Future Housing

Global Cities and Regional Problems
Event Date: June 9-10, 2016
Abstract Date: March 20, 2016
Prof. Esther Charlesworth. Founding Director of Architects without Frontiers (Australia) | Dr. Tom Alves. Office of the Victorian Government Architect


For the Asia Pacific region there is a complex and at times contradictory set of issues affecting life in cities. Some countries are experiencing rapid growth and unprecedented urbanisation, others are dealing with an ageing population immigration and shrinking cities. While some authorities are struggling with the environmental implications of these changes others are employing technologically advanced initiatives. Reflecting this paradoxical context, examples of planning, urban and architectural design across the region vary greatly. The neo-liberal models largely employed in Australian cities differ radically from those in China which, in turn, differ from those in Thailand and Singapore. Similarly, building adaption, evident in some places, is simply not an option elsewhere – where tabla-rasa scenarios are presented as the ideal model of development.

What results from all of this are inconsistencies in the way the cities of the Asia Pacific Rim move forward. Nowhere is this more evident than in housing. As changing living requirements develop, new demographic patterns emerge, and economic and political imperatives morph, the ways in which planners, politicians, economists, developers, architects and designers respond inevitably contrasts. What represents re-development of neighbourhoods in one country can be seen as the destruction of communities in the next. The refurbishment of old houses in one place is seen as the erasure of heritage in another, and government intervention in one city can be interpreted as state control elsewhere. The issue is complex and the problem titanic.

In the palimpsest context of the Asia Pacific region in which all design professionals work across national boundaries, this conference brings together diverse people around the issue of housing. It aims to understand the complexity and variety of the issues at play, to explore specific examples of best and worst practice, and facilitate the sharing of ideas essential in this multi-layered present and future. It is our belief that issues from one country are pertinent in another, and that the lessons of past developments are useful today.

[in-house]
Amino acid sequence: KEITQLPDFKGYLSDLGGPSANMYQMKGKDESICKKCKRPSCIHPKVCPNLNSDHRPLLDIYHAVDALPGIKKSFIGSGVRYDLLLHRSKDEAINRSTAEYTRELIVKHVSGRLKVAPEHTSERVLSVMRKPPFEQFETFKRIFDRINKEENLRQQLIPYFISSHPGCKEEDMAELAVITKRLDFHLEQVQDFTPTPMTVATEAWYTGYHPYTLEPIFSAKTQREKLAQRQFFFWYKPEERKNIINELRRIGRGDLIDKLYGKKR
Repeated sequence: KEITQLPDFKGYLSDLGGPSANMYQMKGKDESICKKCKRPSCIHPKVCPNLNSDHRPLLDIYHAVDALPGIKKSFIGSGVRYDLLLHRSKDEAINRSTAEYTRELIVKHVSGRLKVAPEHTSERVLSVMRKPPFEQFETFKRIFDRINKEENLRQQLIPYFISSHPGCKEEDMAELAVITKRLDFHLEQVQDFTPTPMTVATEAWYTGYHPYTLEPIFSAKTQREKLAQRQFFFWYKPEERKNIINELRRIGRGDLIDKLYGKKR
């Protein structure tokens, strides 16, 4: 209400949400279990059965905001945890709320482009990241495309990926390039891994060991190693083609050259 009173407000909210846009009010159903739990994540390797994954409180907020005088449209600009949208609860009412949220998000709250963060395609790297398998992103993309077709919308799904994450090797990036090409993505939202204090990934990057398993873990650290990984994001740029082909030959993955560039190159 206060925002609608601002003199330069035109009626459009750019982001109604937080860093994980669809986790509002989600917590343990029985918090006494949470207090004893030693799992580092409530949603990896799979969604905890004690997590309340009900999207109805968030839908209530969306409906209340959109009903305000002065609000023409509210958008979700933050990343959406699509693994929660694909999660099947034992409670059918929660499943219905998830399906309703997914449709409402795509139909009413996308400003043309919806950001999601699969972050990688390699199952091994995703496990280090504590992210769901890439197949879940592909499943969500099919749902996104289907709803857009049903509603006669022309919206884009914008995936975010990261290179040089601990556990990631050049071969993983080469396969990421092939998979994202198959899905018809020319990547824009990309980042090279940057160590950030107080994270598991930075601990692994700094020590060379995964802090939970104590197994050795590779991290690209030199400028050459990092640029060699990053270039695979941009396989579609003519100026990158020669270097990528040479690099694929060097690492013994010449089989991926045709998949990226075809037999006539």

• Urban Design
  • Housing
  • Governance
  • Community Studies
  • Sociology
  • Design
  • Human Geography
  • Art Activism
  • Architecture
  • Planning

Key Dates

Abstract Submissions
20 March 2016
Abstract Feedback
30 March 2016
Full Paper Submissions
20 May 2016
Registration closes (to guarantee a place, register by 5th May)
30 May 2016
09-10 June 2016
Feedback for publication
10 July 2016
Resubmission of Full papers
20 August 2016
Publication of Full papers
01 September 2016


Housing and Communities
Affordable living, gentrification, participation in housing design urban regeneration; affordable housing in newly affluent areas; community management
DesignEconomics and Building
Financial models in the construction industry; economic models for housing projects; government policy and housing
The need for passive design in global cities, resilience in design, sustainable construction
City Planning
Private development, spatial planning, city and neighborhood density, zoning and affordability
Architectural Design
building adaptation, new build, design and adaptability, design and costs of construction


The conference welcomes case studies; design proposals, research projects, investigative papers and theoretical considerations in various formats:

Conference Presentations (20 minutes)
Written Papers (3,000 words) *
Alternative Proposals Pecha Kucha; short films; photo essays etc.


The publishers that AMPS works with include UCL Press, Routledge Taylor & Francis, Cambridge Scholars Publishing, Vernon Press, Libri Publishing and Intellect Books.


Conference outputs include the AMPS Proceedings Series, ISSN 2398-9467; Special Issue Publications of the academic journal Architecture_MPS ISSN 2020-9006; Books with the publishing houses listed above and short films available on the AMPS Academic YouTube Channel.


Written papers are optional.  If submitted they should be 3,000 word length. Formatting instructions to follow after the conference. All papers are double- blind peer reviewed for the AMPS Conference Proceedings Series. Subject to review, selected authors will be invited to develop longer versions as articles in the academic journal Architecture_MPS or in specially produced conference books.


Image: Kirsten Day